Your colleague of the department of finance says that article 56 of the tariff only applies in cases in which one or two packages fail to be delivered. He had doubtless been misinformed as to this, as I have been shown manifests of steamers which have entered here without landing a greater number of packages for one importer and which when they subsequently arrived were delivered without further trouble to the importers who had paid the duties. Indeed, I have been informed by the agents of the only lines of steamers calling here that many has been the time when quantities as large and more valuable than those now in question have been “short shipped,” or more properly “short embarked,” and subsequently arrived and were drawn from the custom-house under the section of the law above stated.

As to the law of August 21, 1906, I am perfectly conversant with all its provisions, and have already discussed them with your excellency. In the law is no mention of sections 56 and 60 of the law of September 4, 1905, having been repealed. In fact, both are still judged by the custom-house to be effective, only that now the duty on the missing cases is payable in gold, or paper at 300 per cent, which was the new law’s only provision.

The law of August 21, 1906, was promulgated on August 23, 1906, and became effective twenty-four hours afterwards, or virtually after the close of business on August 24, 1906. The duties in question were paid by Mr. Boutros on August 24, 1906, under the old law and prior to the going into effect of the new law.

In virtue of these facts I maintain that both legally and morally the customhouse had no further disposition in the matter other than to see that the goods arrived within the limit and to verify them when they arrived to see that they were as had been stated. The duties once paid under the old law, the new law can have no more authority than it could have on merchandise already landed and on the shelf of the merchant. For this reason I must continue to insist that the goods be delivered as per my No. 84 of September 10, 1906.

In reference to the decree of the director of the Port au Prince custom-house, said to have been posted on the door of the custom-house on the morning of the 24th, it would be establishing a strange precedent to admit that a part of the old law was in force on the day and another part was not, i. e., that for goods in the custom-house the old duties would be accepted and that sections 56 and 60 of the same law would be ignored. Further, by careful reading nowhere can I find, either in the Haitian constitution or in your laws, that the director of the custom-house is more than an executive officer; neither can I find that he or any other executive officer has any power by decree to set aside any law or part thereof which has been enacted by your Congress, signed and promulgated by your President.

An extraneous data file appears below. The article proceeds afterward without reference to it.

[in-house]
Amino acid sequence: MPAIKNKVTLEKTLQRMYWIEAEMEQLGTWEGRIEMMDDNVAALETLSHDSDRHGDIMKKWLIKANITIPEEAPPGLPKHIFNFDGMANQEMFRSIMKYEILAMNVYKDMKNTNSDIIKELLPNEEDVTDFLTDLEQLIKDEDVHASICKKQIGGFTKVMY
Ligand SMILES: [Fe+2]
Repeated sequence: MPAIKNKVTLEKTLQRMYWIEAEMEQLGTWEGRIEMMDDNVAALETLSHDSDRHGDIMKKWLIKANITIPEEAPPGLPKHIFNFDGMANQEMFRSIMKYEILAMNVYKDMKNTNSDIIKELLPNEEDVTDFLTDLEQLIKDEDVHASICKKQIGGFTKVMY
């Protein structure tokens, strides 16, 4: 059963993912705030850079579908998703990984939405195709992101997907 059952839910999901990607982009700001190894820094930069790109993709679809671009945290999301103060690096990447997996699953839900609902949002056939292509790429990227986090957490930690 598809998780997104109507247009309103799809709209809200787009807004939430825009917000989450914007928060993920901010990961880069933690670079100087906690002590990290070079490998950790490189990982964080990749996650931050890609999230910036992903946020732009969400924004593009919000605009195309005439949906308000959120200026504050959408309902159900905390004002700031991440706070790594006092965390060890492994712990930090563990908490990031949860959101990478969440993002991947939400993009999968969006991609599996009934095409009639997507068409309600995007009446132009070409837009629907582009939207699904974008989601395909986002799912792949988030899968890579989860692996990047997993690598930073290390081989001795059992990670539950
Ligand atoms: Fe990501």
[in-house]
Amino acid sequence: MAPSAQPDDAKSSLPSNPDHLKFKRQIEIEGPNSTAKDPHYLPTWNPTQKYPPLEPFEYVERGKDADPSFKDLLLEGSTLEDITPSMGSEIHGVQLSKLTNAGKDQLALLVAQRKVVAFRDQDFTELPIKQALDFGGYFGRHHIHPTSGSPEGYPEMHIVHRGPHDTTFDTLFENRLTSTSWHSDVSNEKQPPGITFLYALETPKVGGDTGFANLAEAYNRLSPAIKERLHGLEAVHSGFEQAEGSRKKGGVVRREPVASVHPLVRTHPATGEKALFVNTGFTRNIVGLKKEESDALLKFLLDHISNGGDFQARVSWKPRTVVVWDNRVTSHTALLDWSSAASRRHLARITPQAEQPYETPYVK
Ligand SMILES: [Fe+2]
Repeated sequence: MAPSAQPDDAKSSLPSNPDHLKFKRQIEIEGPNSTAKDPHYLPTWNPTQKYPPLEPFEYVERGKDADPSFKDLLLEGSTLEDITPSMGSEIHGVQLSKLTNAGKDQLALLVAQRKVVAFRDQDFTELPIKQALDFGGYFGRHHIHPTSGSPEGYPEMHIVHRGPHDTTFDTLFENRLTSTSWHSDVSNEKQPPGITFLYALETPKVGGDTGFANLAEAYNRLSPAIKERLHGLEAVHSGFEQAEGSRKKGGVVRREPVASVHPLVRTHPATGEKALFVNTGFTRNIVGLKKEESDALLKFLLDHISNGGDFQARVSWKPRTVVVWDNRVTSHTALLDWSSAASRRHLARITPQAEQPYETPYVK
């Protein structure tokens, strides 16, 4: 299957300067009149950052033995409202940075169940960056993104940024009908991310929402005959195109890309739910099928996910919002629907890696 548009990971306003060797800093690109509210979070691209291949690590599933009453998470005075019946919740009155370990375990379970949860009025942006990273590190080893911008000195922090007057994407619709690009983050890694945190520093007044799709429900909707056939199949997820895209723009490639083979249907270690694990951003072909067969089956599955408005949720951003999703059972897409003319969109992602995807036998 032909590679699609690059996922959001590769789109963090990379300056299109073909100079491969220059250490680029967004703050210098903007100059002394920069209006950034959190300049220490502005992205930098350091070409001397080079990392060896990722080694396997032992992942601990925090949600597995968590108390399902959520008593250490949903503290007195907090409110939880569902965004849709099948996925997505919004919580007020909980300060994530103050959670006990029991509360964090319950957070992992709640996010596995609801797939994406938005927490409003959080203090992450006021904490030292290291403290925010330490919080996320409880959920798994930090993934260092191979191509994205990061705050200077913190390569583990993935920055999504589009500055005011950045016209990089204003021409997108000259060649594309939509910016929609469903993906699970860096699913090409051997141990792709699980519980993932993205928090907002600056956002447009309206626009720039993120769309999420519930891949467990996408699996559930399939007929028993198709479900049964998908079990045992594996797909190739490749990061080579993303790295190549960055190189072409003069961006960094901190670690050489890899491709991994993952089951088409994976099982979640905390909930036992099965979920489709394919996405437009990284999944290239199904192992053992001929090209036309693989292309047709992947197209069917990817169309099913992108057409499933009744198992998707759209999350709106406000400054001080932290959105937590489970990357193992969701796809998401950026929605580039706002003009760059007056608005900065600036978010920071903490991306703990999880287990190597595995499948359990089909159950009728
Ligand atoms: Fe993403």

[Page 890]

As the whole law of September 4, 1905, was legally effective the whole of the business day of August 24, 1906, I would have had to ignore the decree of your custom-house director and to have insisted that he accept the duties from Mr. Boutros in accord with sections 56 and 60 of the law of September 4, 1905, for the goods which did not arrive, had not the director spared me the trouble by his acceptance of the said duties, even though, as he says, by mistake.

Further, from your excellency’s note I would judge that not only is it the intention of your Government to keep the money already paid by Mr. Boutros as duties under the old law, but to insist on the apparently unlawful forced payment of the new gold duties enacted in the law of August 21, 1906. To this I can assure you that my Government will never consent.

In closing I would thank you to call your colleague’s attention to the fact that Mr. Boutros’s merchandise is rapidly deteriorating in the custom-house; that already it has been necessary to remove the soap some five times because of the rains leaking into the custom-house and running under the door, and an early compliance with my request would be much appreciated.

I return herewith the document kindly submitted for my perusal.

I take, etc.,

H. W. Furniss.